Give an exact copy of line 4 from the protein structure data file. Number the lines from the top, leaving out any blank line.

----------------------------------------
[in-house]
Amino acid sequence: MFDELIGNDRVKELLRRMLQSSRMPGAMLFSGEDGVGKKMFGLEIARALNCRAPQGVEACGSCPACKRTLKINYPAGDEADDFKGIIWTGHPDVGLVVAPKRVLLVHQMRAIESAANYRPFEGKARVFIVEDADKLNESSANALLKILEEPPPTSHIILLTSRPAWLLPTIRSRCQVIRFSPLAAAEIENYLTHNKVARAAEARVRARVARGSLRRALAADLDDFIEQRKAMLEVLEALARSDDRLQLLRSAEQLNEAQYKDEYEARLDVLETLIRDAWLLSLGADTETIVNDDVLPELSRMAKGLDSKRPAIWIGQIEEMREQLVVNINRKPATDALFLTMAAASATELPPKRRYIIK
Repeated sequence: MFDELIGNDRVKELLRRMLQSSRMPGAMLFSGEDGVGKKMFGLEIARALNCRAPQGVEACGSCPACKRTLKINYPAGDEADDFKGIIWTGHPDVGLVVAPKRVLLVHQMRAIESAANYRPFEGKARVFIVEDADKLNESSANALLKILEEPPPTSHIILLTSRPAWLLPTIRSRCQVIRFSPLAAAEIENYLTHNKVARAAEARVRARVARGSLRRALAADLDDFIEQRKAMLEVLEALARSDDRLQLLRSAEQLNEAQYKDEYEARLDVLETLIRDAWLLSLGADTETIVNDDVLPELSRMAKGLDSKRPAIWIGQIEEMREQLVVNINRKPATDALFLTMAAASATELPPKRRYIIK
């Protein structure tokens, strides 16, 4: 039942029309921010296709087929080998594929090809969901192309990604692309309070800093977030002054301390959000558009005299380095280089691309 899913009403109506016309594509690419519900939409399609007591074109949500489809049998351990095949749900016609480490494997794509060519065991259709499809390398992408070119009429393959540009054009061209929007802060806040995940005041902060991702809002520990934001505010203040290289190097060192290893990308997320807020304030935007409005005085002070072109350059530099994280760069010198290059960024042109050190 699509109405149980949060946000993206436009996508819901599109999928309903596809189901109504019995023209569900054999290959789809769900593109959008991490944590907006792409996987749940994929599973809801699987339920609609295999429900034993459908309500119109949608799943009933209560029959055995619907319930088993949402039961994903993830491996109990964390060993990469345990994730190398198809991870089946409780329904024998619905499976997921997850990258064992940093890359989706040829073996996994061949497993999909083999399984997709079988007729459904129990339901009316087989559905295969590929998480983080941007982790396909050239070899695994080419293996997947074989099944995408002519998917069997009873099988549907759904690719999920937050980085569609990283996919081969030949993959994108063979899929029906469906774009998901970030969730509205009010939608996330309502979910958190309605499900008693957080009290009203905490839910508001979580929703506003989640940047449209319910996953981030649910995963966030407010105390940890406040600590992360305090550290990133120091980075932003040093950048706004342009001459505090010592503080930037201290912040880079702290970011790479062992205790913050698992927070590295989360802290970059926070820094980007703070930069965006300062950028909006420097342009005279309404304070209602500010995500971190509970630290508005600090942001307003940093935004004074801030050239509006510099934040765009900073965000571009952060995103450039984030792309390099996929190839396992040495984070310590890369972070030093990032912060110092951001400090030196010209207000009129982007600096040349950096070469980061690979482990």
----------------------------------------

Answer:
């Protein structure tokens, strides 16, 4: 039942029309921010296709087929080998594929090809969901192309990604692309309070800093977030002054301390959000558009005299380095280089691309 899913009403109506016309594509690419519900939409399609007591074109949500489809049998351990095949749900016609480490494997794509060519065991259709499809390398992408070119009429393959540009054009061209929007802060806040995940005041902060991702809002520990934001505010203040290289190097060192290893990308997320807020304030935007409005005085002070072109350059530099994280760069010198290059960024042109050190 699509109405149980949060946000993206436009996508819901599109999928309903596809189901109504019995023209569900054999290959789809769900593109959008991490944590907006792409996987749940994929599973809801699987339920609609295999429900034993459908309500119109949608799943009933209560029959055995619907319930088993949402039961994903993830491996109990964390060993990469345990994730190398198809991870089946409780329904024998619905499976997921997850990258064992940093890359989706040829073996996994061949497993999909083999399984997709079988007729459904129990339901009316087989559905295969590929998480983080941007982790396909050239070899695994080419293996997947074989099944995408002519998917069997009873099988549907759904690719999920937050980085569609990283996919081969030949993959994108063979899929029906469906774009998901970030969730509205009010939608996330309502979910958190309605499900008693957080009290009203905490839910508001979580929703506003989640940047449209319910996953981030649910995963966030407010105390940890406040600590992360305090550290990133120091980075932003040093950048706004342009001459505090010592503080930037201290912040880079702290970011790479062992205790913050698992927070590295989360802290970059926070820094980007703070930069965006300062950028909006420097342009005279309404304070209602500010995500971190509970630290508005600090942001307003940093935004004074801030050239509006510099934040765009900073965000571009952060995103450039984030792309390099996929190839396992040495984070310590890369972070030093990032912060110092951001400090030196010209207000009129982007600096040349950096070469980061690979482990």